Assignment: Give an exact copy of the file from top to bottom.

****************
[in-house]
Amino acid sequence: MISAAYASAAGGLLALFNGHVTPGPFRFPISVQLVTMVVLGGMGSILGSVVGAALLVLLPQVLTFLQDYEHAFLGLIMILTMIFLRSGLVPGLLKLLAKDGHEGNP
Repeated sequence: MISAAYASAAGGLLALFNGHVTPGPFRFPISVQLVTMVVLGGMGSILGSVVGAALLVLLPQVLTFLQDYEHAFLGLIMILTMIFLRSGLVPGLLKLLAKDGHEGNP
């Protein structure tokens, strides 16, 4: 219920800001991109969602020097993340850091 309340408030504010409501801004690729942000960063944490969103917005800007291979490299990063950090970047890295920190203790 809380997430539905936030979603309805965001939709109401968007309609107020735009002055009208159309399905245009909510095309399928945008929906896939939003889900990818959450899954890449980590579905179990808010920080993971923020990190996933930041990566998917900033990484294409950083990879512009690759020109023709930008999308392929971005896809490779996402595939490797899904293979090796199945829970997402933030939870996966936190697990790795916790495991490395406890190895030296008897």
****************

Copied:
[in-house]
Amino acid sequence: MISAAYASAAGGLLALFNGHVTPGPFRFPISVQLVTMVVLGGMGSILGSVVGAALLVLLPQVLTFLQDYEHAFLGLIMILTMIFLRSGLVPGLLKLLAKDGHEGNP
Repeated sequence: MISAAYASAAGGLLALFNGHVTPGPFRFPISVQLVTMVVLGGMGSILGSVVGAALLVLLPQVLTFLQDYEHAFLGLIMILTMIFLRSGLVPGLLKLLAKDGHEGNP
């Protein structure tokens, strides 16, 4: 219920800001991109969602020097993340850091 309340408030504010409501801004690729942000960063944490969103917005800007291979490299990063950090970047890295920190203790 809380997430539905936030979603309805965001939709109401968007309609107020735009002055009208159309399905245009909510095309399928945008929906896939939003889900990818959450899954890449980590579905179990808010920080993971923020990190996933930041990566998917900033990484294409950083990879512009690759020109023709930008999308392929971005896809490779996402595939490797899904293979090796199945829970997402933030939870996966936190697990790795916790495991490395406890190895030296008897």